This is when we can’t help but feel sad about ourselves. Government and private organisations, including the municipalities, have showcased their ideas on city planning, transport, low-cost housing, green building, waste management, urban poverty reduction, water for all, public toilets, pollution control, disaster management, ICT, and public space.
Dhaka remained an unplanned city despite having some notable urbanisation and transportation plans, thanks to poor implementation
Among these, ICT is a comparatively newer aspect, but we have been trying to improve all the rest for the last 46 years.
After successfully proving ourselves unsuccessful in traditional ways of running our affairs in cities, we’re now hopping on the digital bandwagon. Infrastructure, as well as the city-dwellers’ mindsets, could be the biggest challenges while we try to transform our cities.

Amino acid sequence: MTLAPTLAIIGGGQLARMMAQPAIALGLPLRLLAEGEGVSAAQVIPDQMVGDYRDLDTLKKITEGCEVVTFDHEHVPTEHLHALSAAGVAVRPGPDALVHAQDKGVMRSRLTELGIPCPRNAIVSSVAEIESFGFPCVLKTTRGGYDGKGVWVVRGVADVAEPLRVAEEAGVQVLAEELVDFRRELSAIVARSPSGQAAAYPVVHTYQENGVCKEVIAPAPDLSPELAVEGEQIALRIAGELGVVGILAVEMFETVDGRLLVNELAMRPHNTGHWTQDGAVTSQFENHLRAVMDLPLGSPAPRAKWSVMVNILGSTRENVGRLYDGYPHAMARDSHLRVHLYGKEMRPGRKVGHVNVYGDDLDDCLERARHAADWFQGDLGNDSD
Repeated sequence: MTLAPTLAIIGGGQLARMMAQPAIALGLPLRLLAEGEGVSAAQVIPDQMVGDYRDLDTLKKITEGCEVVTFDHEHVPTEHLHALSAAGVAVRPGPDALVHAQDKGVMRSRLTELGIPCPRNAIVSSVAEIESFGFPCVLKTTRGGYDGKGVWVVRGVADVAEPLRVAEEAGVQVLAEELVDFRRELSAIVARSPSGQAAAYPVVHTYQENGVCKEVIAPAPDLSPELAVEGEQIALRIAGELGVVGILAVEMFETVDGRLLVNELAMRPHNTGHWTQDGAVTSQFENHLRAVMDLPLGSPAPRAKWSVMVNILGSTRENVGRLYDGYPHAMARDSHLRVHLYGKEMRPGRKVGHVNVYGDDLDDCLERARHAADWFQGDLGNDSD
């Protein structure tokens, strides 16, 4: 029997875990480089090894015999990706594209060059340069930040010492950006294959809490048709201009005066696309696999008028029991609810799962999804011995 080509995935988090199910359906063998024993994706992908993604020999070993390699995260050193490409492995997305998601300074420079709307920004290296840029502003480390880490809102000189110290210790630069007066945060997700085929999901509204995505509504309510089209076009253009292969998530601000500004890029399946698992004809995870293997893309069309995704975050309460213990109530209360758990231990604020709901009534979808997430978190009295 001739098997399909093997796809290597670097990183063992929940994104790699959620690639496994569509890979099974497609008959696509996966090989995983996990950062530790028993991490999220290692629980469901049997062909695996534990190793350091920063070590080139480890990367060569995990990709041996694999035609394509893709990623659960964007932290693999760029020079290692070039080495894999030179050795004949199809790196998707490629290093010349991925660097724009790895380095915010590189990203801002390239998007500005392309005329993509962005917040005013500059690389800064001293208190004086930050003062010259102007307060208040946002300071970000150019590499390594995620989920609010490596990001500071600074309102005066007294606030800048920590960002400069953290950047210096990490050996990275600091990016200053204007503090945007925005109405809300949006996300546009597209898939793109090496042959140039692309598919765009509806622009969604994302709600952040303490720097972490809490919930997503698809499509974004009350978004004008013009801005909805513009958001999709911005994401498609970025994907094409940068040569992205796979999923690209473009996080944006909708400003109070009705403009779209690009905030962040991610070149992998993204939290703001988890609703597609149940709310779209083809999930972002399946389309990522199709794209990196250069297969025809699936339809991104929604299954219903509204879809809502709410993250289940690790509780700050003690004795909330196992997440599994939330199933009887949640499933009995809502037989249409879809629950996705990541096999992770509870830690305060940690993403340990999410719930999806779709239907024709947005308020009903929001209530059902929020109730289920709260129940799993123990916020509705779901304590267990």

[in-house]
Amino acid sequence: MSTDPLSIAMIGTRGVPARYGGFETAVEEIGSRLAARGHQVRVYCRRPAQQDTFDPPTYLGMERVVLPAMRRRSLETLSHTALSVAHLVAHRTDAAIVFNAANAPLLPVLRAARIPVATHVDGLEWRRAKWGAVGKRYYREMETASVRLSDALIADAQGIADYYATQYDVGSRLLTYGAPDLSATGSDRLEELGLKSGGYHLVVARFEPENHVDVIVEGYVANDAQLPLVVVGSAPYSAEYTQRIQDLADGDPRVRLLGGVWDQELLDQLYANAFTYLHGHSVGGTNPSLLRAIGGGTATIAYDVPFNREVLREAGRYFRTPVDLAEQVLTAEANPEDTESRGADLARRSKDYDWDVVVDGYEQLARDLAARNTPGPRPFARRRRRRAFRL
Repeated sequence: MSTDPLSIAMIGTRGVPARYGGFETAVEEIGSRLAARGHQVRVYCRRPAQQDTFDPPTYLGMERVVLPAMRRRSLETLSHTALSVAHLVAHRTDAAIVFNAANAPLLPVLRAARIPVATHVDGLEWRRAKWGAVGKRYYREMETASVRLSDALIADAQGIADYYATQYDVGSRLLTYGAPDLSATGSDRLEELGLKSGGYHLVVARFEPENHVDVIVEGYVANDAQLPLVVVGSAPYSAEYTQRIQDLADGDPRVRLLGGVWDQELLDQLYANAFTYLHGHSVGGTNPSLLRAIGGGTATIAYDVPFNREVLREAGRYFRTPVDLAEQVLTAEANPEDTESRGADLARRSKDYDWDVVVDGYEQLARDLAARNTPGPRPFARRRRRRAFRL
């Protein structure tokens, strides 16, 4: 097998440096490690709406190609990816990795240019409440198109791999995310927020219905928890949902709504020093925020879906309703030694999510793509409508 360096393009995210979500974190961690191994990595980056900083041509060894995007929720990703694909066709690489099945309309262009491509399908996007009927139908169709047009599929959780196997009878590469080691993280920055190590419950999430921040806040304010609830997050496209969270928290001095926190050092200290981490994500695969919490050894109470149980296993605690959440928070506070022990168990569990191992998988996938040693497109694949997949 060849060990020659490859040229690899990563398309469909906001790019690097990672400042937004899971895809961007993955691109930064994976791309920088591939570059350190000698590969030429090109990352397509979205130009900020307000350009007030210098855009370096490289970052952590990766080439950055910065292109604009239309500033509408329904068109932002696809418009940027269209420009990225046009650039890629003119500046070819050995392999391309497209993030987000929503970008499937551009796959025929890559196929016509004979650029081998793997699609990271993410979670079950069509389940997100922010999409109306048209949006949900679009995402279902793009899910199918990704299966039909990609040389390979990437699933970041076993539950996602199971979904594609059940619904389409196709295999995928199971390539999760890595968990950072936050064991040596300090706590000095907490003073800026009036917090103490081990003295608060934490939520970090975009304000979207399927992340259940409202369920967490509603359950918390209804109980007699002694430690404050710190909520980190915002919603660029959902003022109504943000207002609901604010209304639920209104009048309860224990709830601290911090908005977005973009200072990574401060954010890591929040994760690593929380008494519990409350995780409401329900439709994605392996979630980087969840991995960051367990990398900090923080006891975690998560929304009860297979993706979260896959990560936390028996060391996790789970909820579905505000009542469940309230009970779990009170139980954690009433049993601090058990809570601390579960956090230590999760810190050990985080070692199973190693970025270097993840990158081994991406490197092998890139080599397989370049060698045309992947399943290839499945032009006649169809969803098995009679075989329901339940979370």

Take Dhaka, for example. How do you digitalise its chaotic mechanism into a tech-driven serenity? Yes, some aspects are possible to implement right now; transport and online services can also be implemented in this chaos.
However, would it be possible to deploy billions of sensors across Dhaka and control and monitor all accumulated data from a single grid? Let’s say we can, but who would stop the roadside dumping of waste? Who would stop grabbing the rivers, canals, and many such things? Imagine a chauffeur-less car in Dhaka, where no one bothers to abide by traffic rules.
Learning from others
Let’s go to Singapore, Barcelona, and Milton Keynes for example. They have been revolutionising the aspects of smart living. They have brought together data from a sensor network that stretches across the city and feeds the collected data into an open data pool, as well as into dynamic digital models of the cities.
Some 98% of Singapore’s government services are accessible online, and citizen-centric mobile health, municipal, and transport apps have also rolled out. Sensors and smart applications in public housing provide residents with feedback that help them reduce their energy and water consumption and drive down costs.